Quite recently, a friend and I were trying to pick a restaurant for dinner. We stumbled across a place and as I was about to open the door, she said to me “I don’t think this place is good, they barely have any customers”.
I didn’t agree with her as there could be other reasons why they had a slower evening. So I took out my phone to search for online reviews. If the restaurant had less than 4 stars, we could go somewhere else.
After all, I have a Psychology degree and completed my thesis on decision making. I know better than she does, right? Well, after giving it some thought, neither of us was entirely right or wrong. Instead, we were both analyzing the actions of other people to choose the best possible place to have dinner.
In other words, we used social proof.
Coined by Cialdini in his 1984 seminal book, Influence: The Psychology of Persuasion, social proof is a psychological bias in which we tend to adopt the behavior of the majority, especially when faced with uncertainty. This fascinating mechanism has probably evolved as our need to survive depended on integrating into a group and taking what is considered to be the best course of action based on what other people did. Not to mention that it saves us a lot of mental energy when it comes to making up our minds!
Social proof is a big deal in online marketing. It’s why the best converting landing pages include testimonials and why companies rely on online reviews to drive sales. And ultimately, it’s the main reason why word of mouth marketing works so well.
8 amazing social proof tips to boost online course sales
First, we’ll have a look at how people make decisions using the actions of other learners as social proof. Then, we’ll unpack step by step what you can do to successfully convert visitors into learners with eight tried and tested methods.
People follow the lead of many others
There’s strength in numbers especially when it comes to making a decision to buy. Although unaware of this, we think that if it’s good enough for many other people, it must be the right choice for us as well.
That’s why you should:
- Mention the number of people who have taken a course in the course description or landing page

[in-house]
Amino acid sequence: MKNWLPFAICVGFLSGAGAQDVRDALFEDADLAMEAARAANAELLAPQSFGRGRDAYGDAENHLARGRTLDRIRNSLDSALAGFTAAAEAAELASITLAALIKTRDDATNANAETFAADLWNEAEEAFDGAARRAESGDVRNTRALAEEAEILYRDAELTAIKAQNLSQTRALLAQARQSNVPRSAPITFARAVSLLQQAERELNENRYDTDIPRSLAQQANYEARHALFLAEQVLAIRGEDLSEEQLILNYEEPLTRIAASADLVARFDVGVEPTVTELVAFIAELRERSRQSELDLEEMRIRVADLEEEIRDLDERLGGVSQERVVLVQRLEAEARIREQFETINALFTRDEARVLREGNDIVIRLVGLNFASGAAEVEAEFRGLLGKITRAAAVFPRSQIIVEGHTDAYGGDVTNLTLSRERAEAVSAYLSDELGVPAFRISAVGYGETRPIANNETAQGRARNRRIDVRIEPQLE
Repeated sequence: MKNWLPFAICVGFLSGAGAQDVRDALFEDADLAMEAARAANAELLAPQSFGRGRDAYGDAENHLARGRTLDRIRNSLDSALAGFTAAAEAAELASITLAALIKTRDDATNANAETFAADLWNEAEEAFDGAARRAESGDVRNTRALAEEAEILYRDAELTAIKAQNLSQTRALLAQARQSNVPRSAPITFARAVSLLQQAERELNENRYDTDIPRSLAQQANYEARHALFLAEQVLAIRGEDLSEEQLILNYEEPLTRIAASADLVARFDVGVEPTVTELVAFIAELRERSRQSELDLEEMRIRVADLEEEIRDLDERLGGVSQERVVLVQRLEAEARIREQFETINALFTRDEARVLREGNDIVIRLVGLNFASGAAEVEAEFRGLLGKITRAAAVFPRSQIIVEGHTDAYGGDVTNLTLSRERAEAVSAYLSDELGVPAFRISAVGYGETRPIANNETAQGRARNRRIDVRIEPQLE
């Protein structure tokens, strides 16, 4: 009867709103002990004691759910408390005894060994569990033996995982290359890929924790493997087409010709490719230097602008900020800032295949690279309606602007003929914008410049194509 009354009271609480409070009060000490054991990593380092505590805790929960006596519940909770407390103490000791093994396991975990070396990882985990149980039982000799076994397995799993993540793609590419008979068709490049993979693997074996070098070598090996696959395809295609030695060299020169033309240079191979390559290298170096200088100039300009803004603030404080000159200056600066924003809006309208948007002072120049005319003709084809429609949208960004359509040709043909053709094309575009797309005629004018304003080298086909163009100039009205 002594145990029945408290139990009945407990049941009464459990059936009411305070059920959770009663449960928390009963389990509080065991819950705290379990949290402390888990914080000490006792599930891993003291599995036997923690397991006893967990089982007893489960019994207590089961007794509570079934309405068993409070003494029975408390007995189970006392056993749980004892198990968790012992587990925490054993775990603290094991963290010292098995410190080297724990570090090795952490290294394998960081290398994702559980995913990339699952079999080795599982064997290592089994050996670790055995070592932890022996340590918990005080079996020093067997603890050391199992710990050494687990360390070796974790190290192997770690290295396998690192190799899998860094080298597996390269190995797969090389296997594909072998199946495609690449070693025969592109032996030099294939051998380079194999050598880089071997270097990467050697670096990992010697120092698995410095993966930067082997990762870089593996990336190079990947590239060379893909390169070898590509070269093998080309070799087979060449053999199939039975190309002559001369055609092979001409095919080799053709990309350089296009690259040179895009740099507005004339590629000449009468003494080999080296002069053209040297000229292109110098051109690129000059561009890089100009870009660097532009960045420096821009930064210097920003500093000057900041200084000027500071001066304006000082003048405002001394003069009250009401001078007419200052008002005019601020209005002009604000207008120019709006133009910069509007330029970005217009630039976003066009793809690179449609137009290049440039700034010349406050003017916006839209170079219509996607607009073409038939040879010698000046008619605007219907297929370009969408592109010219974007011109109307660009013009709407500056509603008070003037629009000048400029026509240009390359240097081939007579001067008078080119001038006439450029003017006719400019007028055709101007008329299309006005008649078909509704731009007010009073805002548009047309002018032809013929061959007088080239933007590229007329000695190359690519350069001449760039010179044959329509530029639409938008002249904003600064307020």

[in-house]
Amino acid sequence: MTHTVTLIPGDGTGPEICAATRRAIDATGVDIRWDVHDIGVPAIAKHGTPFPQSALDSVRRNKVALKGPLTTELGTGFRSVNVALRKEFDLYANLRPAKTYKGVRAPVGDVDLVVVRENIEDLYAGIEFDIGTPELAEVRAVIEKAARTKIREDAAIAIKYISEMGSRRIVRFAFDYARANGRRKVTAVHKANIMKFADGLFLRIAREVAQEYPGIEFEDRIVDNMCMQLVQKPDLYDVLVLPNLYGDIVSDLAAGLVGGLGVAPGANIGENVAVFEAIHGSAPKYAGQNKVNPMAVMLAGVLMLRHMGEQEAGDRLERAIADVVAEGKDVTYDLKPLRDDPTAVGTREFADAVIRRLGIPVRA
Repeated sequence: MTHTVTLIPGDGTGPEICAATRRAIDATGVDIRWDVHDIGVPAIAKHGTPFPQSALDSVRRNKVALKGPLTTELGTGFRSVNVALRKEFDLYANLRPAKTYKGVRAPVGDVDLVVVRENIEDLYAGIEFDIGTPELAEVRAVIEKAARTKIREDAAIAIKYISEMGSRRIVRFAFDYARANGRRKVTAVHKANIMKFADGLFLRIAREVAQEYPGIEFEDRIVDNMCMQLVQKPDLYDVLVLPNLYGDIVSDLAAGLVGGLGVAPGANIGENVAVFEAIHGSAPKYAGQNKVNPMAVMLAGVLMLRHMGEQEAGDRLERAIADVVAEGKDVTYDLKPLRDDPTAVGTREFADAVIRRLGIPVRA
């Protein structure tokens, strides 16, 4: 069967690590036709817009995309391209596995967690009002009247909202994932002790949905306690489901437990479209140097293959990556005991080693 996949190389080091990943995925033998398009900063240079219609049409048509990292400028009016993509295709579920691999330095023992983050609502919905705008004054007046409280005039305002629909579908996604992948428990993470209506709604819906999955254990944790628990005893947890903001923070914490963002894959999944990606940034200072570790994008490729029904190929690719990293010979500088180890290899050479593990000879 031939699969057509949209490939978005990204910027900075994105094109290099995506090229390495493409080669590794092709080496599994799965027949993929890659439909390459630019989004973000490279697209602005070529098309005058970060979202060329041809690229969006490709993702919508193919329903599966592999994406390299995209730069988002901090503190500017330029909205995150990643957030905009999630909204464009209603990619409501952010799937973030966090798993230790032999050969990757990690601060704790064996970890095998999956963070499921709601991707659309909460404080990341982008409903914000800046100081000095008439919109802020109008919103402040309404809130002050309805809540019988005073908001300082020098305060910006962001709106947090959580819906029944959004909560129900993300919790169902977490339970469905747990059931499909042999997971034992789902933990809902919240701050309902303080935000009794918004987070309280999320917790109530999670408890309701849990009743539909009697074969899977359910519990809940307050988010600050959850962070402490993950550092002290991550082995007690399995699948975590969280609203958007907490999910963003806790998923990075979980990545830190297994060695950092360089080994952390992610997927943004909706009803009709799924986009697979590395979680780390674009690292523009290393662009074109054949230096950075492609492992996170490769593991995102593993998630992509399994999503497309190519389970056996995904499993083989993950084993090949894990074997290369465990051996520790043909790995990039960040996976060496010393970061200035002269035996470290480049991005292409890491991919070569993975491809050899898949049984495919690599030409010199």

- Always mention the number of subscribers that you already have when asking people to join your mailing list
- Display the total number of people who have bought your courses in a prominent place on your main website
Learners like what’s popular
People like to know what’s popular right away. As Cialdini pointed out, restaurants that simply put a star next to certain options on a menu will increase the popularity of a dish by 13 to 20%. If you want to sell faster, branding one course as most popular will help you attract more learners. The same goes for subscription plans or bundles of courses.
What you can do:
- Figure out which course or learning item sells well or has the most learners
- Point out the most popular options in the course catalog, course description, etc.
- Keep track of sales to see if this strategy works for you
People choose based on similarity
It’s not only that we choose based on what many people do. In reality, the choice seems so much more appealing when we see a similarity between us and them. If you’re an instructional designer and another designer mentions a new authoring tool, you’re more likely to check it out. You can use this to your advantage by leveraging the power of influencers that also have a similar audience.
What you can do:
- Find an influencer who can mention your product on their social media and establish a partnership
- Alternatively, they could also mention your courses on their blog, YouTube channel, etc.
- Always monitor mentions and make sure to engage with people on social media
They trust an outside authority or expert
Well, who says that your online courses are the best? An expert, that’s who. A person that is well known within a particular area can really help you market your courses, especially if you’re at the beginning and don’t have many reviews to rely on.